Now, I’m sure you could write similar articles about history students who think George Washington wrote the constitution or math students who think a rhombus is a drink from Starbucks, but this is probably what we should come to expect from a political climate that insists on blurring the lines between science and religion :
While sleek crime-scene TV shows have turned students on to forensic science, an investigation of today’s high school laboratories shows that reality isn’t so flattering.
Most of the labs are of such poor quality that they don’t follow basic principles of effective science teaching, said a report released Monday by the private National Research Council, a prominent adviser to government leaders on matters of science and engineering.
The typical lab is an isolated add-on that lacks clear goals, does not engage students in discussion and fails to illustrate how science methods lead to knowledge, the report said.
Also contributing to the problem: teachers who aren’t prepared to run labs, state exams that don’t measure lab skills, wide disparities in the quality of equipment and a simple lack of consensus over what “laboratory” means in the school environment.
The study also found that the vast majority of science classes required students to bring their own Bibles from home. How are students supposed to test the salinity of Lot’s wife or the molecular transformation of water into wine without the proper materials?!
Joking aside, here’s a real example from a few days ago of sneaking a particular flavor of Christianity into public schools under the guise of Bible history :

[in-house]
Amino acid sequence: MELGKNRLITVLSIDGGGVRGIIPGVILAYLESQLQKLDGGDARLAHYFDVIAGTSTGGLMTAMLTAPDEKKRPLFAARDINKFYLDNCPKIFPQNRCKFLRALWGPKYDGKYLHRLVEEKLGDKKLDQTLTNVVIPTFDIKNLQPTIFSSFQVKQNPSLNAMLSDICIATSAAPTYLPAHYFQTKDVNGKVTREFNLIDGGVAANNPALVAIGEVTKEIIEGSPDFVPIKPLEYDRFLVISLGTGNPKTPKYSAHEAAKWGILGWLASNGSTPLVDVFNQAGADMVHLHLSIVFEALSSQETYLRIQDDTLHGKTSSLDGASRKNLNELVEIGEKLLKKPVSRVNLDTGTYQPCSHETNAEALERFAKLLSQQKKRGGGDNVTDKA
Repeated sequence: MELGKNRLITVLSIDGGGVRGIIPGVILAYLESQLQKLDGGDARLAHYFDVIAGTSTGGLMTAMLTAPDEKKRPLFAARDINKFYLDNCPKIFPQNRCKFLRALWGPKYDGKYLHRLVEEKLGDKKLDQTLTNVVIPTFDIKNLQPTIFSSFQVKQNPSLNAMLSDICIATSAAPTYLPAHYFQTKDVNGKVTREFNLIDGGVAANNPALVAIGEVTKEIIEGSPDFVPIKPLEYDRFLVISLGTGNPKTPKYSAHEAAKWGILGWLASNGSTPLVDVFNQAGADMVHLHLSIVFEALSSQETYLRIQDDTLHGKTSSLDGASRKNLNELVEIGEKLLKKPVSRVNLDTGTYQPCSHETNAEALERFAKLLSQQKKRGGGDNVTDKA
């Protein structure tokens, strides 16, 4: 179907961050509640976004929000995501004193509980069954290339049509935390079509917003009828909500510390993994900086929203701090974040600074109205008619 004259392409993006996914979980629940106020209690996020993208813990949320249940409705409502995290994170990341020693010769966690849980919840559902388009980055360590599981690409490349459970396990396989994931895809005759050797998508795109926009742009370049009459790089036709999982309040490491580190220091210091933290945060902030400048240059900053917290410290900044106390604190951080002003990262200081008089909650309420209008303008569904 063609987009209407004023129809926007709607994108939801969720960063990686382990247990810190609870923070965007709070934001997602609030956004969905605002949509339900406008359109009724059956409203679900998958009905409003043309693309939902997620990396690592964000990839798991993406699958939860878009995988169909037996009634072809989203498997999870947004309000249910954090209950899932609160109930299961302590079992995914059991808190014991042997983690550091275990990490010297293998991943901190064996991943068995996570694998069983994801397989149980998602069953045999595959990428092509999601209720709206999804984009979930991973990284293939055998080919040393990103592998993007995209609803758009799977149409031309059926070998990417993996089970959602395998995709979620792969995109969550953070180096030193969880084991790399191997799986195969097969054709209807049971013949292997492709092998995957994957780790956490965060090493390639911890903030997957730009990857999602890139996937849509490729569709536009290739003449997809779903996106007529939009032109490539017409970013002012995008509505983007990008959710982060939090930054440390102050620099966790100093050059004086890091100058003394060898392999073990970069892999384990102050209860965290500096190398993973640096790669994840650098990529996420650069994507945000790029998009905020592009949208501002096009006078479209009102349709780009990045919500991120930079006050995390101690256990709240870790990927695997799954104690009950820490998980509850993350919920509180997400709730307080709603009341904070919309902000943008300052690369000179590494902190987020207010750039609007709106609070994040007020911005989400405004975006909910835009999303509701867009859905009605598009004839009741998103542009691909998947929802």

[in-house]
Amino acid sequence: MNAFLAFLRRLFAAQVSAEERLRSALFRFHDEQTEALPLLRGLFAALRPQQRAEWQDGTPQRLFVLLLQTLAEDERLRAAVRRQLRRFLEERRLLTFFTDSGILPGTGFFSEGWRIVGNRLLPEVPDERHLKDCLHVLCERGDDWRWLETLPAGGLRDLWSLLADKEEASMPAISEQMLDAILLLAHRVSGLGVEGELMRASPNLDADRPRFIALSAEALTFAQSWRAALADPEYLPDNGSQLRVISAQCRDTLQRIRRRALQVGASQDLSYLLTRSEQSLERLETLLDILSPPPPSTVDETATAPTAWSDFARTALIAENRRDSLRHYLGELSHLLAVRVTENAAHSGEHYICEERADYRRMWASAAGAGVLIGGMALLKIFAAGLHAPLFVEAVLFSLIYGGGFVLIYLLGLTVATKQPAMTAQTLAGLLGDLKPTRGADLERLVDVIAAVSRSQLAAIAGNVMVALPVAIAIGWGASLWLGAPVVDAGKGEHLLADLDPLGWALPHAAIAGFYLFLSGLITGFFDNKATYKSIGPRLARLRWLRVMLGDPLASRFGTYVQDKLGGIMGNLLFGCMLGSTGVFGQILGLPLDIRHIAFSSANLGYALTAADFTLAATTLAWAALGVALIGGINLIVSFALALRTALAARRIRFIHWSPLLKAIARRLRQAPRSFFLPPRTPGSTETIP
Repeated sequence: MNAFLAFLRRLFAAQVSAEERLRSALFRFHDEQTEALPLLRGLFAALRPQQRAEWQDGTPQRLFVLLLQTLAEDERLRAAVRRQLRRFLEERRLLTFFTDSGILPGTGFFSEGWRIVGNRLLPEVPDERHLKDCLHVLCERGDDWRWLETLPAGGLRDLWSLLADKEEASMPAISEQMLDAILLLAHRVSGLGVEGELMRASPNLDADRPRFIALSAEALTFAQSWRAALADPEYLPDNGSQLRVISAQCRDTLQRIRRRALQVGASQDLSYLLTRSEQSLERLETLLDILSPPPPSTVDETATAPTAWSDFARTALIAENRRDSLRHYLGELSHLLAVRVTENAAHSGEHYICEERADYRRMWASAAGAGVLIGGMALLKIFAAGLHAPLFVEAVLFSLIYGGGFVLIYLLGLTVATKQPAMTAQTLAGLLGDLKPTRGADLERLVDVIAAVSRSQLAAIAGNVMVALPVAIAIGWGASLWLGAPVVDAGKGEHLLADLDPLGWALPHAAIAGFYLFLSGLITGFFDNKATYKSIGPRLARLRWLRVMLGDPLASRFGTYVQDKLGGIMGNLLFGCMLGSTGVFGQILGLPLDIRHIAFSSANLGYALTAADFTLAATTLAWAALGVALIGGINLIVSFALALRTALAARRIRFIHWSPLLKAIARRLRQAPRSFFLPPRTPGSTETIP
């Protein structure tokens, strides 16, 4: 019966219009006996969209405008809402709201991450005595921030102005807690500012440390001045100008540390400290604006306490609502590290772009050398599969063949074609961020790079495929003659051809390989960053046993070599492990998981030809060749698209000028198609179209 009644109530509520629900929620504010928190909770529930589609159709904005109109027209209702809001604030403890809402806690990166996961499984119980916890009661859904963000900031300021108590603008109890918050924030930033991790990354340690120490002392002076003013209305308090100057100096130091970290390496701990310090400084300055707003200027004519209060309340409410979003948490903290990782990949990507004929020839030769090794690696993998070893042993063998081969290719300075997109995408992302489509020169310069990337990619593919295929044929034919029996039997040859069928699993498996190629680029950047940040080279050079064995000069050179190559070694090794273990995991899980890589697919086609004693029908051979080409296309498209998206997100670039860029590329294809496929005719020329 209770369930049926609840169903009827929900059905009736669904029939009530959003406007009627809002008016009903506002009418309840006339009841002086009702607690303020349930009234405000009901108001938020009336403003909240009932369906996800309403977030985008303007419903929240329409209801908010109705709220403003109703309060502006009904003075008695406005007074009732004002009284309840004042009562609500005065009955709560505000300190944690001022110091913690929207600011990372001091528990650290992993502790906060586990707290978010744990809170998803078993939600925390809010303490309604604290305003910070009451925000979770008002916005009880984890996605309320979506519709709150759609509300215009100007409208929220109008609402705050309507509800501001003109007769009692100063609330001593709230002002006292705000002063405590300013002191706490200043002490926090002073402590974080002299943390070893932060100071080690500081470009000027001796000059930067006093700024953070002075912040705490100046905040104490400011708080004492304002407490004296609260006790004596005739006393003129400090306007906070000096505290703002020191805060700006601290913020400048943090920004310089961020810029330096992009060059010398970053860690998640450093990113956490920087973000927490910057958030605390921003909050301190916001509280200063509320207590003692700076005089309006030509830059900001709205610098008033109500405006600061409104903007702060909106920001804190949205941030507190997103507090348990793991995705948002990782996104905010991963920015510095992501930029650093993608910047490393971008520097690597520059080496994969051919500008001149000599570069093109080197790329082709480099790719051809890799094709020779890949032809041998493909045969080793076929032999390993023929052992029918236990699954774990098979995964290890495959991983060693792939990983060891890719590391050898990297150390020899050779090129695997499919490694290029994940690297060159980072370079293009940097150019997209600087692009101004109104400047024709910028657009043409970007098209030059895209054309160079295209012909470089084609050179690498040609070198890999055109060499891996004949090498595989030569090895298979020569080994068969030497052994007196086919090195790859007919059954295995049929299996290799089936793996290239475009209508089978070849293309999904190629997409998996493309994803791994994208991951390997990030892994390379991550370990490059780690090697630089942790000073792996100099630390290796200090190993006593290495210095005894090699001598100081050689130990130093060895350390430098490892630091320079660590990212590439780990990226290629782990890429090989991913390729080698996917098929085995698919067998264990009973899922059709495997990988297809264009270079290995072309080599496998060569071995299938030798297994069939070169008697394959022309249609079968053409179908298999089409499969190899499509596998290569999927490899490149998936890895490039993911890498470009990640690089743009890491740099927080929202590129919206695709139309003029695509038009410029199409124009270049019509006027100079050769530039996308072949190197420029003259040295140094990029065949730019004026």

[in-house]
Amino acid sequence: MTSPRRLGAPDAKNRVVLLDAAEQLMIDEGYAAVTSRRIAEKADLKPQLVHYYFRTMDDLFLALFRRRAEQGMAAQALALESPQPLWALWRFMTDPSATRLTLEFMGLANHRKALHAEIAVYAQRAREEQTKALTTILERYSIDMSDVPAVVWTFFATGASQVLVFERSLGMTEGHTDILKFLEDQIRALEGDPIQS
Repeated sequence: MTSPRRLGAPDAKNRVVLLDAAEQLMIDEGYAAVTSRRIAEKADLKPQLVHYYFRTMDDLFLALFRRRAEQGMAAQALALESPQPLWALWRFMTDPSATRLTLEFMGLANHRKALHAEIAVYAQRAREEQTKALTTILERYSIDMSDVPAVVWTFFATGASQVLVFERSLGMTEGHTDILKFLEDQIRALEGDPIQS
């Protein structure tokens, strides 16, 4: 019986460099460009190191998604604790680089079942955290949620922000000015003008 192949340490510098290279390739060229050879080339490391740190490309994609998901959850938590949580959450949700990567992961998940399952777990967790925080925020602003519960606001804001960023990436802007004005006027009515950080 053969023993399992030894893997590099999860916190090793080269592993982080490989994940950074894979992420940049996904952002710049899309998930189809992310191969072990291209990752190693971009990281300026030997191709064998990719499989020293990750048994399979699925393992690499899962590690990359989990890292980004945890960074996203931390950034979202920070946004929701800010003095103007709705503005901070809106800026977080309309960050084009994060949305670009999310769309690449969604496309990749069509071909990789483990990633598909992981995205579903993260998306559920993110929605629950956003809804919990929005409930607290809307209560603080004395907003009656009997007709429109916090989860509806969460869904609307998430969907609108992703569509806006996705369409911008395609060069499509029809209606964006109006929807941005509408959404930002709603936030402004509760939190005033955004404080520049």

The Texas Freedom Network, which includes clergy of several faiths, also said the course offered by the Greensboro, N.C.-based National Council on Bible Curriculum in Public Schools is full of errors and dubious research.
The producers of the Bible class dismissed the Texas Freedom Network as a “far left” organization trying to suppress study of a historical text.
. . .
Chancey’s review found that the course characterizes the Bible as inspired by God, that discussions of science are based on the biblical account of creation, that Jesus is referred to as fulfilling Old Testament prophecy, and that archaeological findings are erroneously used to support claims of the Bible’s historical accuracy.
He said the course also suggests the Bible, instead of the Constitution, be considered the nation’s founding document.
To be fair, that last part does make a lot of sense. There are ten commandments and ten amendments in the bill of rights. That can’t have anything to do with the fact that we use a decimal number system and that we’re naturally drawn to numbers divisible by ten. No way. You’d have to be a complete moron to not see the similarity between the third commandment, “Remember thou keep the Sabbath Day.”, and the third amendment, “No soldier shall, in time of peace be quartered in any house, without the consent of the owner, nor in time of war, but in a manner to be prescribed by law”. This country was clearly founded by people who interpret the Bible the exact same way as James Dobson, Roy Moore, and Pat Robertson.
UPDATE : Since I’ve gotten a number of emails on this post, lemme clear up a couple of things. (1) The whole bit about children having to bring Bibles from home to their science classes was a joke. (2) The commandment I identified as the third is only considered the third in Catholic and orthodox Christian traditions, but it’s considered the fourth by Protestants and Jews. Meanwhile, it sorta looks like it’ the fifth of eleven commandments on the Judge Roy Moore version. If you’re bothered by the misquote, just pretend I said “You shall not take the name of the Lord your God in vain.” instead.